A solar-powered rover called Spirit is shaking off the cold and dust of a nearly fatal Martian winter. At the same time, its twin, Opportunity, is inching its way across a desolate 10-mile-wide plain toward a deep, richly layered crater. The golf-cart-size explorers were built to last at least 90 days, perhaps a year. Instead, they have lasted five years, and they have far exceeded their expected payoff in research. The rovers have roamed the surface of Mars examining its geology and have shed light on the role that water played in the planet’s history. Phil Christensen, a scientist at Arizona State University, built a key part of the rovers’ brains that allow them to evaluate the composition of rock. NASA and the Jet Propulsion Laboratory in California, which manages the rover program, recently celebrated the fifth anniversary. The rovers have been a particular point of pride for NASA and JPL, drawing worldwide attention when they were launched in 2003 as part of NASA’s mission to “follow the water” on the Red Planet. Spirit and Opportunity, named by a Scottsdale girl in an essay contest, hurtled through space for seven months before landing on Mars on Jan. 3 and Jan. 24, 2004, respectively.
The rovers’ success represents 10 years of work for Christensen and the team who built the thermal-emissions spectrometers to identify minerals by examining light spectrum. “It’s great stuff, but in terms of understanding the history of Mars and discovering life on Mars, we’re really just beginning,” Christensen said. Engineers were confident that once the rovers landed safely, they would keep sending information back to Earth for as long as six months to a year. Instead, Spirit and Opportunity are still communicating. Martian winds occasionally have cleared Spirit and Opportunity of suffocating dust, which was expected to coat their solar panels eventually and make them useless. In the same year they landed, the rovers made headlines by finding unmistakable geological evidence that Mars had been drenched with water at some point in its history. The journal Science named that discovery the most important scientific achievement of 2004. It was luck that led to one of the rovers’ most exciting discoveries. Before it powered down in early 2008 to survive the Martian winter, Spirit was dragging a faulty wheel and accidentally dug a trench in the soil. The trench contained silica deposits and other minerals, which suggests Mars once bubbled with hot springs and possibly life. Spirit also took the highest-resolution and most detailed photos ever snapped at the planet’s surface. It turned its camera skyward, as well, and sent back photos of Earth, which appears on Mars as an evening star.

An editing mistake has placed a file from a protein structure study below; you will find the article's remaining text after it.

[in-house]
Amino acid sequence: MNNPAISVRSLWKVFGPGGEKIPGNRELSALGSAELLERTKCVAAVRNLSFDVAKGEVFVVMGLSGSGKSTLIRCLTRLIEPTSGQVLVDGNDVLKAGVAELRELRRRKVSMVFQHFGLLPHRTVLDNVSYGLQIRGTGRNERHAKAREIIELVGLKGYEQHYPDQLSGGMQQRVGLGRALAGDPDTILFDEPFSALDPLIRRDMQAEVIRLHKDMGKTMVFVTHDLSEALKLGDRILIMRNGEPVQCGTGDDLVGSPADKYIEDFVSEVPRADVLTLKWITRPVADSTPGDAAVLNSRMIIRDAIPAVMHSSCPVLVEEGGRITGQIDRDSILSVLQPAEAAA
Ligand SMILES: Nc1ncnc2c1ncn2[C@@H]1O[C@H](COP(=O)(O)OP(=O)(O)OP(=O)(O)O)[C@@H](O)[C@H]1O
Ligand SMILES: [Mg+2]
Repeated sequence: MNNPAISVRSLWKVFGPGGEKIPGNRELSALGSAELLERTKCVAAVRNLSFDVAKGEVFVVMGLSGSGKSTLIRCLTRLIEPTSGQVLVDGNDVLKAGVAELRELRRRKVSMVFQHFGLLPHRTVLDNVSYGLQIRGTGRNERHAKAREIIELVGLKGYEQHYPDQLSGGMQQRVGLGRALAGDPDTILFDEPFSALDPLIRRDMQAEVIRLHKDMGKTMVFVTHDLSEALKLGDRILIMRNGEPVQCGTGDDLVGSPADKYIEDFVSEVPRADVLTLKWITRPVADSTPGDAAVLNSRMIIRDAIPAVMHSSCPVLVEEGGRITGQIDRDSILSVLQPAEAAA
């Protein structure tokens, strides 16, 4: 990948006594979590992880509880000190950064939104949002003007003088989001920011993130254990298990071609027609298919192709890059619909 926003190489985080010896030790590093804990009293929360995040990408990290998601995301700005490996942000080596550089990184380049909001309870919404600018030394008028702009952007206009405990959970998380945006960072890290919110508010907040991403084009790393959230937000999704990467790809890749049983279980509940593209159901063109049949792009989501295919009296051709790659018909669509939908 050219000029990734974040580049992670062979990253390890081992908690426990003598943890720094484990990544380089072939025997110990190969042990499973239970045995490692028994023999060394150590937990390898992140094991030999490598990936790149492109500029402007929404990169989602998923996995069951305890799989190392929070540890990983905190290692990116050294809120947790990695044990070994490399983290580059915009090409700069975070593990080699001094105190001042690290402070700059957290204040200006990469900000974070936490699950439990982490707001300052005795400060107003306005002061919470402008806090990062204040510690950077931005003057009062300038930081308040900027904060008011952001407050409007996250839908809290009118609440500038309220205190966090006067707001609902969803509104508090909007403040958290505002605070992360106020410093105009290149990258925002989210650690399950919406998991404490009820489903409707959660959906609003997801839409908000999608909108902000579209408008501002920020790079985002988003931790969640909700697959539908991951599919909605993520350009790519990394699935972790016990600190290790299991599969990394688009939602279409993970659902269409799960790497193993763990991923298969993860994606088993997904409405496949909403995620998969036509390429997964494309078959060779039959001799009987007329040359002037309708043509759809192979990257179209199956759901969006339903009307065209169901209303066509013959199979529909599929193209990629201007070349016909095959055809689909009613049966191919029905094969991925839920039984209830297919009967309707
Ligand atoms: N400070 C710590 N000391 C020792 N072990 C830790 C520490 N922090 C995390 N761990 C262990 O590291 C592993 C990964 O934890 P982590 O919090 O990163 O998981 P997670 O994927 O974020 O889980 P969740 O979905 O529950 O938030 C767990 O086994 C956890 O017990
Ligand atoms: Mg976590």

Opportunity is closer to the planet’s equator, where its solar panels get a bit more sun and a little less dust. It sent back photos and information about its own heat shield after it survived entry. It then rolled 21 months across the planet before pulling up to the edge of a crater called Victoria, sending back its spectacular views and geological history. It recently left Victoria and is headed toward a larger crater at a speed of about 100 yards a day. Although the yearlong journey is risky at Opportunity’s advanced age, the second crater promises to reveal more secrets of the planet’s past and possible signs of water and life. Christensen is a Mars celebrity. He is operating three instruments on four craft roving or orbiting the planet, the most of any scientist. He published a controversial theory in 2003 that water once flowed on Mars and could still flow today. Other discoveries support his theory. Images from his Mars-orbiting cameras are the building blocks for the Google Mars Internet site. One of his orbiting cameras helped determine the landing site for Opportunity. When Spirit landed on Jan. 3, 2004, Christensen heard cheering from the normally staid engineers around him. He thought about the hours they all had dedicated to the project. “The payoff: It’s a very emotional time,” he said. Christensen is working every day with scientists in this country and in Europe who determine how each rover will communicate and move. Some of Christensen’s graduate students, who talk with the rovers and move them along the surface of Mars, are the brightest in the country, he said. They were high-school students when the rovers landed.
Find more information about Spirit and Opportunity at marsrovers.jpl.nasa.gov/home/index.html.